Just before dawn, the door to our hiding place burst open and slammed against the wall. Scribes and Pharisees stormed in, screaming, "Adulteress!"
They grabbed me and shoved me toward the door. I glanced back at the man I had trusted with my heart and deepest needs. He just stared at the floor. Why did they leave him behind? I later learned that my foolish indiscretion had thrust me into the middle of a malicious plot to entrap and accuse the popular rabbi, Jesus.
I was immediately sandwiched between two fast-walking Pharisees, who gripped my arms so tightly they left bruises. I had no time to cover myself appropriately. Fighting back tears and ashamed, I looked down as they rushed me through the streets, passing shopkeepers and vendors setting up for the day. I felt sickened and humiliated beyond words.
When we arrived at the temple courts, my band of captors plowed through a large gathering until we reached Jesus. He was seated, teaching. The two Pharisees pushed me in front of Jesus loudly proclaiming they had caught me in the act of adultery. As I stood there disheveled and openly exposed, I could only imagine the looks of sheer disgust and the salacious whispering going on behind me. I knew what I had done was so wrong, one of the gravest sins according to our law. But in our culture, marriages are arranged at childhood and are sometimes loveless. We become the property of husbands who can be arrogant and overbearing. Vulnerable and starved for affection, some risk seeking love elsewhere.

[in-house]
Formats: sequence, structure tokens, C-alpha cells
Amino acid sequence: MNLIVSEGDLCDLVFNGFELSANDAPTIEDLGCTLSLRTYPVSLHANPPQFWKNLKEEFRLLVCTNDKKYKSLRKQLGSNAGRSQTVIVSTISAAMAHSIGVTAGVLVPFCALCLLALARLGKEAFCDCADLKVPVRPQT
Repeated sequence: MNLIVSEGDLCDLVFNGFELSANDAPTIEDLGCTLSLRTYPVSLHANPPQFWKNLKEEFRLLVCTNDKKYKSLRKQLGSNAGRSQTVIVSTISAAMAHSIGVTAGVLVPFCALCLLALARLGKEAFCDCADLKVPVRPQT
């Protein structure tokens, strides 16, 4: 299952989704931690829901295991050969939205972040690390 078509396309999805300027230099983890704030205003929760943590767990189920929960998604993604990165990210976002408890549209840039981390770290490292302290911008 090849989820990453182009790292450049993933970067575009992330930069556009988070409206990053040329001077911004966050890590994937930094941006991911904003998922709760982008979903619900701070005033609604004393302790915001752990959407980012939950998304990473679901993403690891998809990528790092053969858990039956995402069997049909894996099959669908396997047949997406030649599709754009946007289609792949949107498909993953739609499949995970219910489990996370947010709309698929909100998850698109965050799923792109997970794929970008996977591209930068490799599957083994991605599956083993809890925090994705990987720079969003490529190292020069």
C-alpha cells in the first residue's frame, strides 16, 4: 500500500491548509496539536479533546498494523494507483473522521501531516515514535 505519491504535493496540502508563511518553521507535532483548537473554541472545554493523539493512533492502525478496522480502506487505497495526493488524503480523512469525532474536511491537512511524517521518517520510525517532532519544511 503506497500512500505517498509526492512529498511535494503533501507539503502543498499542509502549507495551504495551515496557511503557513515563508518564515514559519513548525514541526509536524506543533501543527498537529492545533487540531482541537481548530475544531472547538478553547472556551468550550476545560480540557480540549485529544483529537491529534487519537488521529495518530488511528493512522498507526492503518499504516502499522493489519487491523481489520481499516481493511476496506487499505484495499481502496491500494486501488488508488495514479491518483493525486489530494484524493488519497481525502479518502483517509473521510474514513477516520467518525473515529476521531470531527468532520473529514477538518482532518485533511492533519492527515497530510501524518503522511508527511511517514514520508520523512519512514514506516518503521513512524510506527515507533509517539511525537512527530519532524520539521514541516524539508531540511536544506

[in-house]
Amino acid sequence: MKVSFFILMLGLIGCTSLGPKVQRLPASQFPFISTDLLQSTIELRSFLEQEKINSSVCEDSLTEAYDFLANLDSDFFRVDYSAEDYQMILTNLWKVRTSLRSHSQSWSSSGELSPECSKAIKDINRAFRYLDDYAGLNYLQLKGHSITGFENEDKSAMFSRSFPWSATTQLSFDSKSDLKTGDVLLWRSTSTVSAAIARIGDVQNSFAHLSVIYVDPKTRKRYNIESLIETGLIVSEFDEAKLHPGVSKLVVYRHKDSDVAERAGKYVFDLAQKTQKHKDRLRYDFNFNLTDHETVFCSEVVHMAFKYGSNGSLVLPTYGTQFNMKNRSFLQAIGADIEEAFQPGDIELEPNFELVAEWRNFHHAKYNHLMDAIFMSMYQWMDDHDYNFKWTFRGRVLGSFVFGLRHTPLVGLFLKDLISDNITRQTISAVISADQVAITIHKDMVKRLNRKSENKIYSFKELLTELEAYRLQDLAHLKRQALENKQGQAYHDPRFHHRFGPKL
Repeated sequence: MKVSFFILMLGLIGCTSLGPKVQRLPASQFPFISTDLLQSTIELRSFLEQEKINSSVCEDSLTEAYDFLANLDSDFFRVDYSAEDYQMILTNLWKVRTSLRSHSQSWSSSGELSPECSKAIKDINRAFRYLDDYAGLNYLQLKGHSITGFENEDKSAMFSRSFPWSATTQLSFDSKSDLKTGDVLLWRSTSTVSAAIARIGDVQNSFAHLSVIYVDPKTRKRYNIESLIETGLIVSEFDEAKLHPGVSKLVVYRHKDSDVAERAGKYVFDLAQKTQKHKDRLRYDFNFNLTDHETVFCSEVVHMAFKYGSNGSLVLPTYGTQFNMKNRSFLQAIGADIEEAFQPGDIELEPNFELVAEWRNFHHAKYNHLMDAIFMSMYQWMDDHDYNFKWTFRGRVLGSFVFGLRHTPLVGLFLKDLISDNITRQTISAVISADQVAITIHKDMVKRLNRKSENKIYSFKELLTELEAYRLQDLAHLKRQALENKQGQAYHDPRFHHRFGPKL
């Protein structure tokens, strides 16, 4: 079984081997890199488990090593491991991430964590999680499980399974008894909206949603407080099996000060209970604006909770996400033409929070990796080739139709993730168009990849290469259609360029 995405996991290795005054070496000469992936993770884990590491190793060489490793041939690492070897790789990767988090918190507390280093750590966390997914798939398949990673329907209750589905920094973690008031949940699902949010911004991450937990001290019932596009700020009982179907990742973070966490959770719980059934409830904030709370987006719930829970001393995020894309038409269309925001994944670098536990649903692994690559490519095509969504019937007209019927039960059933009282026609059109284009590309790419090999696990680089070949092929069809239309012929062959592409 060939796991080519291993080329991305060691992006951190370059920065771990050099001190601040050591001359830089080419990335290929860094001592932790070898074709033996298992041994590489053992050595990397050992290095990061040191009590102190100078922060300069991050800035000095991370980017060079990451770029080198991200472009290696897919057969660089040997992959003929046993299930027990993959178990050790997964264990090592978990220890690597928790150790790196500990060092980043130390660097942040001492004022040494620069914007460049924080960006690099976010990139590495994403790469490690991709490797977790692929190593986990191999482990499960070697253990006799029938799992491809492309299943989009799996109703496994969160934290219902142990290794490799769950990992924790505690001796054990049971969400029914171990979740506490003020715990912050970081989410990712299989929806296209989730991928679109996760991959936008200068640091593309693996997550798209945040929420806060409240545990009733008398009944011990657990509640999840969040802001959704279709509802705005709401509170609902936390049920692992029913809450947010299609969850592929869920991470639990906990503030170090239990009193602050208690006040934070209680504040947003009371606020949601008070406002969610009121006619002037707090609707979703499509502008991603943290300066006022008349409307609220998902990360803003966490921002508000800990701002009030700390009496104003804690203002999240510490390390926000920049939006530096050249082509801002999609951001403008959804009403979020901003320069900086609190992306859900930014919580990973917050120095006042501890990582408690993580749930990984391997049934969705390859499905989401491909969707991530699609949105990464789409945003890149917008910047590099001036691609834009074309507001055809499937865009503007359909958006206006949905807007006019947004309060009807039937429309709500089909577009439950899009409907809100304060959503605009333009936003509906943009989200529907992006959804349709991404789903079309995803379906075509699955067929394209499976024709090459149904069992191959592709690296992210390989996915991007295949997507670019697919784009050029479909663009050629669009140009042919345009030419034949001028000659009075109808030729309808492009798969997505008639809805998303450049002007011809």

Then the Pharisees said: "The law of Moses says we should stone her. What do you say?"
I gasped as I heard those words. Roman law forbade capital punishment. Would they really stone me? Horrified, I looked at Jesus. He seemed to ignore their challenge, and instead, bent down and wrote in the dust with his finger. Frustrated, they continued to shout questions at him. Jesus finally straightened up and said, "If any one of you is without sin, let him be the first to throw a stone." Then he bent down again, writing more.
Trembling, I waited for that first stone. Instead, to my surprise, my accusers began to slip away one by one, beginning with the most prominent. Jesus stood up and asked me, "Where are they? Has no one condemned you?"
Shaken, I responded, "No one, sir." Jesus then said, "Neither do I condemn you." He told me I was free to go and should leave my life of sin.
I was astounded by Jesus’ tenderness and forgiveness. It was such a stark contrast to the contempt of the scribes and Pharisees. As I turned and made my way through the crowd, a woman handed me her shawl so I could cover myself. Once on the street, I walked away quickly. I felt the wind against my face and breathed deep, cleansing breaths of freedom. Jesus had pardoned me. So great was God’s mercy, it filled my empty heart and gave me new hope.
By Joyce Catherwood